A couple from Queens, New York was permanently furloughed from their jobs for declining to get the COVID-19 vaccine, citing pregnancy concerns. According to the New York Daily News, “Jisserlin Reyes, 33, and Sandra Balbin, 36, who are both trying to get pregnant, were let go from their catering jobs in May when they refused the jab, according to the Queens Supreme Court lawsuit.” Now the women are filing a lawsuit claiming wrongful termination and discrimination based on disability or sex.
While this is only one lawsuit, experts believe more can be on the way as pregnant women or women hoping to become pregnant are reluctant to get the COVID-19 vaccine. The Center for Disease Control and Prevention (CDC) has commented that the coronavirus vaccine is “unlikely to pose a risk” to pregnant women, but has been open that there is “limited data” and they’re still studying the effects. So far, more than 120,000 people who are pregnant have reported getting the vaccine.
Prior to their termination, Reyes and Balbin had gone to their doctor for a second opinion when their employer, Great Performances, mandated the vaccine. Their OB/GYN provided a letter stating “the safety of the currently available COVID-19 vaccine has not been established.”
The company has released a statement that they do engage in a cooperative dialogue with employees who request not to get the vaccine. There is no word if this has happened with the couple.
Pregnancy Discrimination and COVID-19 Vaccine Mandates
Though the final verdict is not likely to be reached for some time for Reyes and Balbin, many other U.S. employees are looking for guidance on what their rights are should they refuse the COVID-19 vaccine due to concerns over fertility or fetal health.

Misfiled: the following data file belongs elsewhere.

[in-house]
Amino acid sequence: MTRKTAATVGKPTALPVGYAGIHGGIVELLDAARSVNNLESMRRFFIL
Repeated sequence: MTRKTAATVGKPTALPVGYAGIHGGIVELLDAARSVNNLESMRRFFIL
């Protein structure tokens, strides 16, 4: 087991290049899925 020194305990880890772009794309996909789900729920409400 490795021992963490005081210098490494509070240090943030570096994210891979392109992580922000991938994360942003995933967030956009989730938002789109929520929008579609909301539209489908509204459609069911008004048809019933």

Bloomberg Law has reported that pregnancy, unlike a disability or religious objection, doesn’t necessarily guarantee accommodation from an employer under the Americans with Disabilities Act (ADA), though disabilities connected to pregnancy could. This includes complications such as gestational diabetes or anemia.
However, pregnancy discrimination is a concern as well. Should an employer grant job accommodation to a person with a disability, a pregnant worker with similar concerns and health complications could argue that they should receive the same consideration.
And this truly would not be a surprise since COVID-19 lead to an increase in pregnancy discrimination claims. It is estimated that the number of pregnancy-related claims filed jumped 19% in 2020 from the previous year.
There is still a lot to be learned of the ramifications of employment law as a result of COVID-19. And Brown Kwon & Lam is here to help you through it all.
New York Discrimination and COVID Vaccine Mandates
If you have faced wrongful termination as a result of refusing the COVID-19 vaccine for a legitimate reason, you need to contact Brown Kwon & Lam immediately. We will review the merits of your case and fight for your rights in the courtroom. Contact us today for a consultation.